Masters Theses

Abstract

"A well characterized, variable plate separation ion chamber was utilized as a detector to collect x-ray attenuation data for generating information on the Laplace transform predicted spectrum of a 50 KvCP conventional x-ray tube. The variable plate separation feature allows one to include a wavelength dependent correction to the detector response which is associated with the hardening of the x-ray spectrum as it traverses the attenuating material. With this correction, the conventional two-term Laplace transform was shown to approximate independently the bremsstrahlung and characteristic L radiation from the tungsten target. The detector provides an absolute statement of the target-referenced x-ray spectrum which can be employed to specify the energy deposition in any arbitrary material system for which adequate data on the mass energy transfer coefficients are available. The aluminum attenuated derived spectrum was applied to polyethylene, and experimental and predicted data agreed to within 1% for thickness of polyethylene extending to one centimeter and exhibited a maximum average error of less than 3% for thickness up to 2.5 centimeters. The results of this study are critically compared with the literature available to-date and sources of error inherent in the published information generated with window type, fixed plate separation ion chambers are analyzed"--Abstract, page ii.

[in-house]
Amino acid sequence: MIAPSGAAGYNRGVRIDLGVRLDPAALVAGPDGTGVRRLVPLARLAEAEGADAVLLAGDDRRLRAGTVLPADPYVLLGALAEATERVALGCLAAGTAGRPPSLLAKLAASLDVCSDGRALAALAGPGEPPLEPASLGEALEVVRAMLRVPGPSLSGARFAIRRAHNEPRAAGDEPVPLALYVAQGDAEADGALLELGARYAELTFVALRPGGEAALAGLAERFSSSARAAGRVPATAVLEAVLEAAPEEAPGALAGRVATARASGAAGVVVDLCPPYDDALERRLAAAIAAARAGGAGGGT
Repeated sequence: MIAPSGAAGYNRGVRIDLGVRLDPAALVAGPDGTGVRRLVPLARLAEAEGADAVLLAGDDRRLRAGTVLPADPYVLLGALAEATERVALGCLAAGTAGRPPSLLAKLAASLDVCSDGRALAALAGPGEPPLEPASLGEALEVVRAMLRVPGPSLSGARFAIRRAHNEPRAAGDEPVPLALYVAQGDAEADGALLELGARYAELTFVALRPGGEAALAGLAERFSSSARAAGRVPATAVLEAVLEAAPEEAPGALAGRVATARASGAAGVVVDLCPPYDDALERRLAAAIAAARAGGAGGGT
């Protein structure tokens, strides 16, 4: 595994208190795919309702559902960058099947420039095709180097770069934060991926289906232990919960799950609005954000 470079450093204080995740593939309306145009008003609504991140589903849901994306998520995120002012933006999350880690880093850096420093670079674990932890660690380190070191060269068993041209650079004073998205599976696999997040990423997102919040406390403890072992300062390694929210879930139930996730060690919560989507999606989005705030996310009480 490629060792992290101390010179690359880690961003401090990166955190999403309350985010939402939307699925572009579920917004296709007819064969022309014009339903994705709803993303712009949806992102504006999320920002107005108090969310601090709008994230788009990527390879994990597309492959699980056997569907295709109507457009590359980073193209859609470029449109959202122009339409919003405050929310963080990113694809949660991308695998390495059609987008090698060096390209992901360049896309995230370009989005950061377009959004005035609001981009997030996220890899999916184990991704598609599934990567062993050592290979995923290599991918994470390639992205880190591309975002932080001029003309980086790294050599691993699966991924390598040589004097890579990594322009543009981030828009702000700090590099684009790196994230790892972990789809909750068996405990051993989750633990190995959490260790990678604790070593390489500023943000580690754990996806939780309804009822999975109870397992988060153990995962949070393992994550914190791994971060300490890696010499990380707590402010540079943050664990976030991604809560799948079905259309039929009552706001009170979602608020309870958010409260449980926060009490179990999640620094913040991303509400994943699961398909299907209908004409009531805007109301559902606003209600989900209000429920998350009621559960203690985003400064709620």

Advisor(s)

Hill, Otto H.

Committee Member(s)

Hotz, Henry Palmer
Edwards, D. R.

Department(s)

Physics

Degree Name

M.S. in Physics

Sponsor(s)

University of Missouri. Space Sciences Research Center

Publisher

University of Missouri--Rolla

Publication Date

1968

Pagination

x, 139 pages

Note about bibliography

Includes bibliographical references (page 30).

Rights

© 1968 Gerald Robert Lusk, All rights reserved.

Document Type

Thesis - Open Access

File Type

text

Language

English

Library of Congress Subject Headings

X-ray spectroscopy
Laplace transformation
Radiation chemistry
Attenuation (Physics)

Thesis Number

T 2118

Print OCLC #

5995614

Electronic OCLC #

835117385

Included in

Physics Commons

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